How to Make the Most Out of Your Freezer

Freezer 1

To freeze or not to freeze — that is the question!

Among the best kitchen inventions of the 20th century — alongside sliced bread and the microwave — is the freezer. It was certainly a boon to caretakers and homemakers, who could now keep food for longer and not have to whip up a fresh dinner every evening.

However, as wondrous as freezers are, they are not the ideal tool for all situations. While a great number of foods can be frozen (and then later defrosted) and maintain their original quality, some things cannot. The following is a brief list to get you started on using your freezer efficiently.

Yes, You Can Freeze That!

Pasta Sauces

If you like to spend your Sunday simmering spaghetti sauce on the stove, your best course of action is to make a large batch and freeze some of it for a hearty meal in the future. The freezer works best for tomato-based sauces; cream-based sauces like vodka or alfredo sauce can separate after defrosting (more on that below).

Additionally, do you have an overabundance of basil in your garden in the summertime? Make a large batch of pesto and freeze it in an ice tray for individual servings to enjoy pesto pasta during the winter.

Breads and Muffins

Need a quick breakfast? Make dozens of muffins or several loaves of zucchini bread and freeze it all for an on-the-go meal just as comforting as the day it was baked. The same can be said for bagels and non-sweet bread, as well. Store breads by wrapping in plastic wrap as well as aluminum foil and defrost by leaving on the kitchen counter to reach room temperature. Oh, and make sure you slice it before you freeze; nothing is more frustrating than trying to saw through a frozen-solid bagel.

Soups and Stews

When you feel a cold coming on, the last thing you want to do is spend the day cooking. Nourish your body with premade frozen chicken broth or chili instead. The pasta sauce principle applies here, too; cream-based soups probably won't work as well as other broths. If you plan to eat soup with pasta, just freeze the soup base. When you reheat, add the fresh pasta then.


This one isn't merely a suggestion — you really should be storing nuts in the freezer. Because of their high oil content, nuts can go bad within a couple of weeks if stored in the pantry at room-temperature. Depending on the type of nut, they can last sometimes up to two years in the freezer. As just one example, walnuts can last up to a year in the freezer as opposed to just a few weeks when not stored in the freezer.


Life comes at you fast — you never know when a loved one might be going through a tough time and could use a homemade meal. Freeze a broccoli, cheese, and rice casserole or a breakfast bake with egg and sausage to bring over to a friend in need on the fly. Before cooking the casserole, line the baking dish in parchment paper so you can store and wrap the casserole in another container, freeing up your baking dish to be used again.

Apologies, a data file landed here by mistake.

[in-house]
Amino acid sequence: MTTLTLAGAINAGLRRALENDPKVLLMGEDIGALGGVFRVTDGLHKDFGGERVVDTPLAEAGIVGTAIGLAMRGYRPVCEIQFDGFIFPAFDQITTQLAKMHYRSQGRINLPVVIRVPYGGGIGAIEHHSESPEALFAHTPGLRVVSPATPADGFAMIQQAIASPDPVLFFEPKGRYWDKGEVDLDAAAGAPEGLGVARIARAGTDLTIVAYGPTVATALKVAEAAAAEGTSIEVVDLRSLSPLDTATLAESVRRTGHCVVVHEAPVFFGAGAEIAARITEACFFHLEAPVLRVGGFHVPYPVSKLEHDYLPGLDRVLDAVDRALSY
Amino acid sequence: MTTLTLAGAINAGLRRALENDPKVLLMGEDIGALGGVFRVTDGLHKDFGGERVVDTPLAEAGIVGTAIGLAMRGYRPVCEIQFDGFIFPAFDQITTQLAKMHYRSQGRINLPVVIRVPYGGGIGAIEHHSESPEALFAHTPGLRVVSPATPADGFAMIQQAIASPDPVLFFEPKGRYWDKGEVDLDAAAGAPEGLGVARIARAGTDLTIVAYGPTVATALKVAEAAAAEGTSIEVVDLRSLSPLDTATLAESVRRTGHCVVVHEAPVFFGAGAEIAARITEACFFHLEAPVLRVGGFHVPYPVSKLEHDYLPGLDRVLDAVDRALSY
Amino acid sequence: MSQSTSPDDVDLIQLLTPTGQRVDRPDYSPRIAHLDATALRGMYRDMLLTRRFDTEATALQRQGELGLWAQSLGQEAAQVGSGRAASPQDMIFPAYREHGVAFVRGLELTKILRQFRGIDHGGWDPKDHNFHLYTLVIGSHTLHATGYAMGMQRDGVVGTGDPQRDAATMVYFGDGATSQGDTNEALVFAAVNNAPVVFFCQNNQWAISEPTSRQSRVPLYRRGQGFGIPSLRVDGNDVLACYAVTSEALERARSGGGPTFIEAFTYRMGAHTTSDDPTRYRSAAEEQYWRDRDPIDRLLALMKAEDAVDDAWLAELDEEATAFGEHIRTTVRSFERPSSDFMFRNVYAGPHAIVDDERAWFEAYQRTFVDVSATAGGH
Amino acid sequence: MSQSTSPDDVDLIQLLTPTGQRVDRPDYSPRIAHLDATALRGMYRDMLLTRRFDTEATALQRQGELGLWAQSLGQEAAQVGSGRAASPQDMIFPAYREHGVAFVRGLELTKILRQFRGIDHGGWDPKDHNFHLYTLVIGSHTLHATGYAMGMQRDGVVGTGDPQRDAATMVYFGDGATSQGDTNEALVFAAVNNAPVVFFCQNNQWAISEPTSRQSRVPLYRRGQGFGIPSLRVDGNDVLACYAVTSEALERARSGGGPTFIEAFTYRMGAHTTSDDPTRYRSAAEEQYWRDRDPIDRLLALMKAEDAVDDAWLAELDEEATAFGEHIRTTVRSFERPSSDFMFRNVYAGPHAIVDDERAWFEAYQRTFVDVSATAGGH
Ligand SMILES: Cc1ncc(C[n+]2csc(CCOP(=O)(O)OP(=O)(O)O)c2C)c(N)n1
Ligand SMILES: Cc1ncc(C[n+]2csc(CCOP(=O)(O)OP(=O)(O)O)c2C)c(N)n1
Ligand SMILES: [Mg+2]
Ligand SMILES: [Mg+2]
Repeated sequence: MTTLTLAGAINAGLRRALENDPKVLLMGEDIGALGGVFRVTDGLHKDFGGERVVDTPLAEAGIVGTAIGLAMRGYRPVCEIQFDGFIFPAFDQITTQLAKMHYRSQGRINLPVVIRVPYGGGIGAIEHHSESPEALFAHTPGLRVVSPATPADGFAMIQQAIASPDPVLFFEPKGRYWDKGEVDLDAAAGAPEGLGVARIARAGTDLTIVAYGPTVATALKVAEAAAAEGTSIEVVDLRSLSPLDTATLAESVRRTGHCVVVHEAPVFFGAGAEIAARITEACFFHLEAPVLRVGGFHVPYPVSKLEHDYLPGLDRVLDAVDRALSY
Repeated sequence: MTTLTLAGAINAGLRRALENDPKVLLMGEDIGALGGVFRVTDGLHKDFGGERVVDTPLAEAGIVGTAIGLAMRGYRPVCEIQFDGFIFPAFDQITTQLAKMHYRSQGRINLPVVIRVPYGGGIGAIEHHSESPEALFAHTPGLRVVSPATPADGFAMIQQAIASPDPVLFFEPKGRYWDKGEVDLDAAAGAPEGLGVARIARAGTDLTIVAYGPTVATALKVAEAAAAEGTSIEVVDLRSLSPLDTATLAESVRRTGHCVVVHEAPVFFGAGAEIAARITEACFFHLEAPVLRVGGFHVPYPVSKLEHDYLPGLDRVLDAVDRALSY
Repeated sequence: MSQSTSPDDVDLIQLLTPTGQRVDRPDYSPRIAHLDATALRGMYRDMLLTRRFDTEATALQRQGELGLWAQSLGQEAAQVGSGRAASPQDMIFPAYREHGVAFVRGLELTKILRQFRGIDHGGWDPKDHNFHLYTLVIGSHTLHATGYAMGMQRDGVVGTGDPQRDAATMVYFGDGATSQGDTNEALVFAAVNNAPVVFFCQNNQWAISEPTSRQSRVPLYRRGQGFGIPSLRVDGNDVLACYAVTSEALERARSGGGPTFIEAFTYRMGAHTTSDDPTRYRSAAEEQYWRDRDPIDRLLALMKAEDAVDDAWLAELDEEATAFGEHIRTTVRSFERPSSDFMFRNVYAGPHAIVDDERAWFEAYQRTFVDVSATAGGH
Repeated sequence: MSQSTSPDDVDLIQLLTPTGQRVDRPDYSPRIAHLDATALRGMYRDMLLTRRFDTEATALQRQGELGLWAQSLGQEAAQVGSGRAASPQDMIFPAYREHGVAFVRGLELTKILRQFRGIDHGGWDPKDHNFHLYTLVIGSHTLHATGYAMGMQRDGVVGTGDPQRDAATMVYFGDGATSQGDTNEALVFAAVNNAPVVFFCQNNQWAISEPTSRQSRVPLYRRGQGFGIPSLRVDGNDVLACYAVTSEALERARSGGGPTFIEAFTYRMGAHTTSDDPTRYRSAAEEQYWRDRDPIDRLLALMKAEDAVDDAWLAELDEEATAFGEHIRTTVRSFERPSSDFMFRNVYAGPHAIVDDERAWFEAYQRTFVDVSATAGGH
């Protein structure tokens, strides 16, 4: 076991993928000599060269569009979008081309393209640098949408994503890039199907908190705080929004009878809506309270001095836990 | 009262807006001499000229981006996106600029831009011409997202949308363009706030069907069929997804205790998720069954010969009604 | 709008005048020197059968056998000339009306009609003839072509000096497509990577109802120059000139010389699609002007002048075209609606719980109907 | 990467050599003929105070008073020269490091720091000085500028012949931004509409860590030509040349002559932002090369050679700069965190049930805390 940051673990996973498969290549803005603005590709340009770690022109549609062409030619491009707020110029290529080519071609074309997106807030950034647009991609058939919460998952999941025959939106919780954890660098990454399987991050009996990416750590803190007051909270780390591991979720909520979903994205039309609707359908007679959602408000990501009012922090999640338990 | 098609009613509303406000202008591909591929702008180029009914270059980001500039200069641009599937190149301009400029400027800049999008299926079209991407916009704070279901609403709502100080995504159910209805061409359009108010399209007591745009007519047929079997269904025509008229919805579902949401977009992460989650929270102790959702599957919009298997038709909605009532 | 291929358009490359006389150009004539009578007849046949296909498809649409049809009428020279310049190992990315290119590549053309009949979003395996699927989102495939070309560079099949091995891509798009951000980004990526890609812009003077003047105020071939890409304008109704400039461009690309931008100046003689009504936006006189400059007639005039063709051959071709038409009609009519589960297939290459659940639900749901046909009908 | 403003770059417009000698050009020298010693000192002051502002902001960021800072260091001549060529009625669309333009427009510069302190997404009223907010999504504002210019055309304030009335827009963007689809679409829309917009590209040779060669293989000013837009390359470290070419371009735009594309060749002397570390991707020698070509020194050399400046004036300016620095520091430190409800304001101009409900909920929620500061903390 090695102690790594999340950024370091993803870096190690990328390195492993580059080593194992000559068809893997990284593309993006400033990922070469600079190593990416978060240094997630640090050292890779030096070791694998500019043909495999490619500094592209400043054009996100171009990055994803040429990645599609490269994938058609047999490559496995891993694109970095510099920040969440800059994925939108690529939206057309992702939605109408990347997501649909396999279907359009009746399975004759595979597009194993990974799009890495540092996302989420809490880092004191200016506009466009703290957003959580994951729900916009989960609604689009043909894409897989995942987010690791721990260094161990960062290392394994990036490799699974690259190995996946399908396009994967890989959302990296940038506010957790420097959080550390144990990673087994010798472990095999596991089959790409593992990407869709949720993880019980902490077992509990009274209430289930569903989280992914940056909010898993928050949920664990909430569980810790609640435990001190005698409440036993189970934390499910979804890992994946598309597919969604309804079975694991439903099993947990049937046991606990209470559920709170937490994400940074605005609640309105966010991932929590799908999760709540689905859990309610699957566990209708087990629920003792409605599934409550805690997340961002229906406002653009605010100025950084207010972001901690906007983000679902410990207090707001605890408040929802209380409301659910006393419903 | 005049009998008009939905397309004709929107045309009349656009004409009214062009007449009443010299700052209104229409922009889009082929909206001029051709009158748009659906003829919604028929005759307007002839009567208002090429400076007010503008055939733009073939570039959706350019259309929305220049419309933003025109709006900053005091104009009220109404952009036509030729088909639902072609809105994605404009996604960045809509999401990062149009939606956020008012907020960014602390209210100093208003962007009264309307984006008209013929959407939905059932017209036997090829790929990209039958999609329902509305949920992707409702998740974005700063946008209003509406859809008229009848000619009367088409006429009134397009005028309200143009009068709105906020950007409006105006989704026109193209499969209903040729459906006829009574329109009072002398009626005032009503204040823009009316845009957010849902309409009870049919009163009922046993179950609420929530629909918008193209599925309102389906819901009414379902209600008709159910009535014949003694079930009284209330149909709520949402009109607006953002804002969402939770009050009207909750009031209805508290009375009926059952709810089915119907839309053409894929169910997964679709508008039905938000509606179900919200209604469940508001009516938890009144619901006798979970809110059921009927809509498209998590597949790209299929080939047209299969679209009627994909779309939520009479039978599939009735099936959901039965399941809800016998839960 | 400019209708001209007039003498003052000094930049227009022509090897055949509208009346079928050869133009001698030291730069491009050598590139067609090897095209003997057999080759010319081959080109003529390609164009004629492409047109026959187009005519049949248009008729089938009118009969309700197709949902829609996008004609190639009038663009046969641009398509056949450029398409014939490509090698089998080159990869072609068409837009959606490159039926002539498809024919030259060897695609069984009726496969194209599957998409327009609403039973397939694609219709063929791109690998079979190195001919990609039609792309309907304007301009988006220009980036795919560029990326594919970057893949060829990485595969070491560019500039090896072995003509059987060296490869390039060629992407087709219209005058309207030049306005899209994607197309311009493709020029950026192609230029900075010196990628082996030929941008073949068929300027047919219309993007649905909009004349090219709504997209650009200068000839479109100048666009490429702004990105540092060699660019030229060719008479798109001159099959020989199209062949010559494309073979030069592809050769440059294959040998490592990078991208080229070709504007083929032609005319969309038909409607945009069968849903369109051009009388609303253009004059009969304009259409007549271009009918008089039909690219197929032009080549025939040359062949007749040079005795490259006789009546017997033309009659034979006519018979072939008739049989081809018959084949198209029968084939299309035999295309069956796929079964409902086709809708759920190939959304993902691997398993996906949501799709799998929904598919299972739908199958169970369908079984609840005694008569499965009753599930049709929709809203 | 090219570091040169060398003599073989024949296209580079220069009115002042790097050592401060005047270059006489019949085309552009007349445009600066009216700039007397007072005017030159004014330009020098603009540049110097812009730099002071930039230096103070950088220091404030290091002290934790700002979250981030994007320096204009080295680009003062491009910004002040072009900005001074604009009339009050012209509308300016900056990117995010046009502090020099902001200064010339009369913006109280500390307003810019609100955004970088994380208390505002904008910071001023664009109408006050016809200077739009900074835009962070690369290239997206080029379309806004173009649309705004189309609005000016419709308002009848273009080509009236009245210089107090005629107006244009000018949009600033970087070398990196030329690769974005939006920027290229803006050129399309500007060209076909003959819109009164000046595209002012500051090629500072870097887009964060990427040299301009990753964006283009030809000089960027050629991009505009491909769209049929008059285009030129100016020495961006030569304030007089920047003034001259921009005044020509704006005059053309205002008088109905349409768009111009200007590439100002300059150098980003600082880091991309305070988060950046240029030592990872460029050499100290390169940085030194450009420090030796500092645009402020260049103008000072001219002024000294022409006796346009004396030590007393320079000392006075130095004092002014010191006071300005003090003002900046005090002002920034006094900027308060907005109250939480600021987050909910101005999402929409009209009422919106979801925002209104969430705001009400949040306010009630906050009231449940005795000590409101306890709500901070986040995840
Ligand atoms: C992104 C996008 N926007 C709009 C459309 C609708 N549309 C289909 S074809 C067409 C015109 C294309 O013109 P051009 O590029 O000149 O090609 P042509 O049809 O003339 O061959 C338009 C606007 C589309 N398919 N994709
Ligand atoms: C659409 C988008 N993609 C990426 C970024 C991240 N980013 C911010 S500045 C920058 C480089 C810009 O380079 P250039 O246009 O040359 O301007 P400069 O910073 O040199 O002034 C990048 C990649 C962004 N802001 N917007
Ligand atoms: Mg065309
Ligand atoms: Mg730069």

How to Make the Most Out of Your Freezer-2

No, Don't Freeze That

Dairy-Based Foods

Sour cream, mayonnaise, cream cheese, and yogurt will likely curdle and separate in the freezer, leaving dairy-heavy foods and sauces—like chowder or Alfredo sauce, for example, deeply unappetizing.

Water-Rich Produce

Fruits and veggies with a high-water content, like watermelons, apples, cucumbers, and lettuce, will be mushy, wilted messes upon defrosting. Don't worry — you can still freeze smoothie favorites like berries, mangoes, and bananas. If in doubt, remember that moisture is the enemy of the freezer.


Simply putting whole herbs in the freezer will cause them to brown and wilt, similar to the water-rich produce mentioned above. You can still preserve herbs in the freezer if you take extra measures like chopping them and freezing them in cubes of oil or water. That way, whenever you need a serving to infuse a dish with herby flavor, you can just add the cube to your pan and let it melt.

Cooked Pasta

It's common knowledge that pasta cooked al dente — with just a little bite left in — is the ideal way to consume it. When you add fully-cooked pasta to the freezer it absorbs more moisture, leaving noodles that are mushy and mealy upon defrosting.

Fried Foods

French fries and mozzarella sticks can certainly be sold frozen and cooked to perfection, but freezing and reheating them again will lead to mushy messes that won't crisp no matter how hard you try. Enjoy these foods while they're at their best — fresh and piping hot.

To freeze or not to freeze, that is always the question. But now you have the knowledge to avoid the slings and arrows of terrible mushy foods and use your freezer to its maximum potential!

Related Articles